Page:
We see the destruction that the Earth can unleash in the news on a regular basis. Here you can learn about hurricanes, tornadoes, earthquakes and other forces of nature.
Thanks in part to strict building codes, damage from the November 7.0 earthquake was relatively minimal.
This ice-age asteroid crater isn't just the first of its kind. It may also be the smoking gun about what triggered the Younger Dryas, one of the most well-known examples of abrupt climate change.
Ice cubes usually look cloudy and opaque in the middle, despite the fact that water is clear. What's the deal?
Noctilucent clouds form at high altitudes when drifting particles become coated with ice crystals at low temperatures.
Most people probably think high winds are the deadliest aspect of a hurricane. But they'd be wrong. It's the wall of water brought on by storm surge that barrels on shore taking out everything in its path.
From hurricanes, to earthquakes, to tornadoes, there's no shortage of potential disasters that can ruin homes and devastate lives. Think you’re ready to survive the next disaster? Take this quiz and find out.
When Mother Nature is at her worst, the state and federal governments often step in to protect U.S. citizens. But moving masses of people away from the coast isn't an easy feat.
It's sometimes easy to confuse the two, but weather and climate are very different things.
Even though Hurricane Florence was downgraded to a Category 2, the storm could still unleash an historic amount of rain.
Hurricane Hector is barreling toward the erupting volcano Kilauea. What could possibly be worse?
The Carr fire in Northern California is currently the sixth-largest in the state's history. How did it get so out of control?
Or do we just stick with the five categories we already have?
Scorching-high temps seem to be the norm this summer. So what does this kind of heat do to your body?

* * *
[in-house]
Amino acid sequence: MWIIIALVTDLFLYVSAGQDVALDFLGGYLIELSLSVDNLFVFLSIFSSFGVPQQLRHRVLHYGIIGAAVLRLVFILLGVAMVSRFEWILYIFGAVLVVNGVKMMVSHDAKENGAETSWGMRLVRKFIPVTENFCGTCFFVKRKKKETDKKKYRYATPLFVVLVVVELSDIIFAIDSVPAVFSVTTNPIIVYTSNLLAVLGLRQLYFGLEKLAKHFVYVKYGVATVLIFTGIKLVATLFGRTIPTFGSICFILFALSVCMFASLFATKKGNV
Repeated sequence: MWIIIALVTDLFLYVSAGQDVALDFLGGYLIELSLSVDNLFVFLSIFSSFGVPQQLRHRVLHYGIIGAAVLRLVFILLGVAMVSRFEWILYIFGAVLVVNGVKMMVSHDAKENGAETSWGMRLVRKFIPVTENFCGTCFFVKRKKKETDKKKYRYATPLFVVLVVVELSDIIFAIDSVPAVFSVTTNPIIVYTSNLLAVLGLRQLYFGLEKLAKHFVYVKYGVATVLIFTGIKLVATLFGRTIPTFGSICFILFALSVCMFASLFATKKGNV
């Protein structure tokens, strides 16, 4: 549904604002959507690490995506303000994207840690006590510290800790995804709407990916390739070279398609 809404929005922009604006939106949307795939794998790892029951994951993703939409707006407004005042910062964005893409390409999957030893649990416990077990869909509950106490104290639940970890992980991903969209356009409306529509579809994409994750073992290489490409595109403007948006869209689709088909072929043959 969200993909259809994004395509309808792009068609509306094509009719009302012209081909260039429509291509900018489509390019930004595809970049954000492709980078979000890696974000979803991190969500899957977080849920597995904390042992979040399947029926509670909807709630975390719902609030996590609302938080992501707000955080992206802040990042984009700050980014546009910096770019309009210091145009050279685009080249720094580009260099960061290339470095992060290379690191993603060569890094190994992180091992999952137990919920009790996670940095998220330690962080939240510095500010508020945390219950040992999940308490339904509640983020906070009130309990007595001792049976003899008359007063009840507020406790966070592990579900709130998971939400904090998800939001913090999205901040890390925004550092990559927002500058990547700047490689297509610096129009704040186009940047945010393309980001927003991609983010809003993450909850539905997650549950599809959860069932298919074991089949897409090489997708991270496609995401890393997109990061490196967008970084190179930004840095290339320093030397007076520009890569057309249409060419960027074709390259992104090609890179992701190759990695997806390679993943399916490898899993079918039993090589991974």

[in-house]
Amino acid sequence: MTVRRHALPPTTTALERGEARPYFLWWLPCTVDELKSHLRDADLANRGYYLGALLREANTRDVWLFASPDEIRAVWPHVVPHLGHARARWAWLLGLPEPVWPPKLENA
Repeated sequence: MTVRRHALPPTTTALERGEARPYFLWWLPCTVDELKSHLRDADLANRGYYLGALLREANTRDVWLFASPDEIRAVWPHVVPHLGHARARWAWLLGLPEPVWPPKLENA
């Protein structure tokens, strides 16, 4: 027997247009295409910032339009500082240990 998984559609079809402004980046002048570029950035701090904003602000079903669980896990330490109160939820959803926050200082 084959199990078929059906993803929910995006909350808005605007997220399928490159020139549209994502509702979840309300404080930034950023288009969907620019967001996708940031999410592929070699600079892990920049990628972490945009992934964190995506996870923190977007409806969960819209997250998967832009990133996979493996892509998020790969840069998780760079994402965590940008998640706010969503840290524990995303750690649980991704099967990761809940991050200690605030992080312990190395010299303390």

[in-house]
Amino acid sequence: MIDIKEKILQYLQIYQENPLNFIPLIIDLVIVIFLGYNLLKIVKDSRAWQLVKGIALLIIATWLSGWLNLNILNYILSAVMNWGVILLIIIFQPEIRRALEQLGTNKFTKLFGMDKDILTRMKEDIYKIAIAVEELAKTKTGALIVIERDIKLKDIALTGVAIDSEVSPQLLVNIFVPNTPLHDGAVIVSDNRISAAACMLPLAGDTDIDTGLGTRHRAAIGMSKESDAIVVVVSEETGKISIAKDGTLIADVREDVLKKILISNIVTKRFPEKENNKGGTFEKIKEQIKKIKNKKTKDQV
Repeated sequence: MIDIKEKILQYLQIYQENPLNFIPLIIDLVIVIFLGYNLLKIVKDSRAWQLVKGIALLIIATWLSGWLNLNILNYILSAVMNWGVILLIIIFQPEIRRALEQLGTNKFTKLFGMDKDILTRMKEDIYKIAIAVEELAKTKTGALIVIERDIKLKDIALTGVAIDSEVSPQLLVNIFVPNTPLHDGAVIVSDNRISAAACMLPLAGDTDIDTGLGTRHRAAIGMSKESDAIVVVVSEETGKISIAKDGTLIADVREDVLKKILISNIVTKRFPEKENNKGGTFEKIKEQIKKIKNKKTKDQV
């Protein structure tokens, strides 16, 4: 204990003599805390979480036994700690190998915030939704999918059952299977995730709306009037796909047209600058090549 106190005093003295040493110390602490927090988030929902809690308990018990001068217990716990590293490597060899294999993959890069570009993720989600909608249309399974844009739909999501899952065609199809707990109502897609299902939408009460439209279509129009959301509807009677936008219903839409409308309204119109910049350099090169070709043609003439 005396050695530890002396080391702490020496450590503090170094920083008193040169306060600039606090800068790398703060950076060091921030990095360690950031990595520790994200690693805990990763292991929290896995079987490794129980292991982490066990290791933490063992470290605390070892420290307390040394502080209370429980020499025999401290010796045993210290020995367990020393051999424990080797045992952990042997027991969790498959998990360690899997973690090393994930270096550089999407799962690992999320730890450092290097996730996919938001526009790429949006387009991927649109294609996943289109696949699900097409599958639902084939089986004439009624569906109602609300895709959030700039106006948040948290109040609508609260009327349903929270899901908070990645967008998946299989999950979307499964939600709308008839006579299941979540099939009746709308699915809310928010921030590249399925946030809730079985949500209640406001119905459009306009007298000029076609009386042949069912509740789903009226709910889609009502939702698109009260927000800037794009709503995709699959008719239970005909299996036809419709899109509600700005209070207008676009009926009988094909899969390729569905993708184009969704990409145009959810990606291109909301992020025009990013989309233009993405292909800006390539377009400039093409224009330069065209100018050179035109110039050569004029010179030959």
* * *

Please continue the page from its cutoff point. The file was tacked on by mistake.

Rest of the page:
A fire can burn for years, yes years, in a swamp. What's the deal?
Both dry and over-saturated soil can contribute to flash flooding. Can anything be done to prevent them from becoming catastrophic?
Tsunamis are triggered by earthquakes and volcanic eruptions on the ocean's floor. But other massive waves are caused by wind and can come on suddenly and without warning.
The evidence is clear: Human activities — like the burning of fossil fuels — are the main driving force behind modern climate change.
We hear about humidity in just about every weather report on the nightly news. There are several different ways meteorologists measure humidity, but relative humidity is the most common measurement. What is relative humidity, though?
To date 14 massive fissures have opened up near Kilauea, and the Big Island has been rocked by repeated earthquakes. Do these geological events foreshadow a massive volcanic eruption?
We may not be able to hear infrasound, but we sure can use it to detect tornadoes.
The mercury soared to over 122 degrees Fahrenheit in Nawkwabash, Pakistan. It could be the highest April temp ever recorded on the planet.
Scientists across the globe attempt to forecast upcoming hurricane seasons in the Atlantic. But how — and are they right?
Volcanic eruptions are loud. Very loud. But nobody's ever been able to capture the roar of the thunder they create. Until now.
The danger to the iconic statues is now greater than ever due to erosion and higher-energy wave action caused by climate change.
Red snow? Yes. It totally exists. And while it might look cool, it's not exactly what you want to see from Mother Nature.